Statins Double Diabetes Rates

Statins Double Diabetes Rates by Dr. Joseph Mercola

Cholesterol lowering medications have a long history of side effects and adverse events. Research finds your risk of diabetes may double, or even triple, with long-term use.


  • While past research has indicated statins increase your risk of diabetes, data demonstrate they double your risk of Type 2 diabetes, and when taken for more than two years may even triple your risk
  • Statins work by blocking a liver enzyme your body uses to make cholesterol; blocking this enzyme triggers a depletion of CoQ10 and vitamin K2, both necessary for heart health and the prevention of some cancers. Your body makes cholesterol as it is necessary for the production of hormones and cell walls, and to produce substances to digest food
  • While the relative risk reduction of a cardiovascular event with statin medications is between 20% and 25%, the absolute risk, or the actual difference in rates of coronary death is 2.3%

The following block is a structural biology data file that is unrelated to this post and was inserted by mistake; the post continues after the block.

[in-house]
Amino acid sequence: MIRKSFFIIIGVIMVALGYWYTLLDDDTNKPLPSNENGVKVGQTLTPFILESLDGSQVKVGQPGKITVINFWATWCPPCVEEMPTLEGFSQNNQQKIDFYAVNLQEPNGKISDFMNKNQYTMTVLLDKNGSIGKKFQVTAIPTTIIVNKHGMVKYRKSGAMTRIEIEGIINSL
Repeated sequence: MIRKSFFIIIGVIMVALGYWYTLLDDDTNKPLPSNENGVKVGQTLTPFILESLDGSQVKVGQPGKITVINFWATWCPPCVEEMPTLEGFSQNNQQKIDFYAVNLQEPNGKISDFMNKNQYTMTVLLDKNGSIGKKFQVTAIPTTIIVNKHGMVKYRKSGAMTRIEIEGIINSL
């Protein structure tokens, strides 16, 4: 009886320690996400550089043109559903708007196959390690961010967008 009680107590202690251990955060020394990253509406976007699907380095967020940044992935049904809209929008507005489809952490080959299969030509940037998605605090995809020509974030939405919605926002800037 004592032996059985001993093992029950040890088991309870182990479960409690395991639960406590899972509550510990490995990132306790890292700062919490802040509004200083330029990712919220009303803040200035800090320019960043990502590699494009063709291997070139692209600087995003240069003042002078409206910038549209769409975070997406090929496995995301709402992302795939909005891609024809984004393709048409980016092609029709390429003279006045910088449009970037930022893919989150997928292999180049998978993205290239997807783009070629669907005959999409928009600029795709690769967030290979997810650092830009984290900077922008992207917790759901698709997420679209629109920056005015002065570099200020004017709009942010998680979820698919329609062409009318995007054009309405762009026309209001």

• Additional risks associated with statin medications include neurodegenerative diseases, musculoskeletal disorders, cataracts and heart disease; consider using natural approaches to improve your cardiovascular health

Statins are a type of medication prescribed to lower cholesterol levels. They work by blocking an enzyme in the liver your body uses to make cholesterol.1 Although vilified for many years as causing heart attacks and stroke,2 your body makes cholesterol as it is needed to produce hormones, build cell membranes and produce substances used to digest food.3

Cholesterol is found in foods from animals, such as dairy products and meats.4 Your body makes the fatty substance cholesterol, but it cannot travel in the bloodstream alone.5 The body encases small particles of cholesterol inside protein particles that are able to mix easily with the blood. These are called lipoproteins and they’re responsible for transporting cholesterol.6

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One of the main types of lipoproteins is high-density lipoprotein (HDL), sometimes called the “good” cholesterol as its job is to collect cholesterol and deliver it to your liver where it’s removed.7

Low density lipoprotein (LDL) and very low-density lipoprotein (VLDL) are often referred to as “bad.”8 It’s important to remember that only 20% of the cholesterol in your body is acquired from the food you eat, while the rest is made by your body.9

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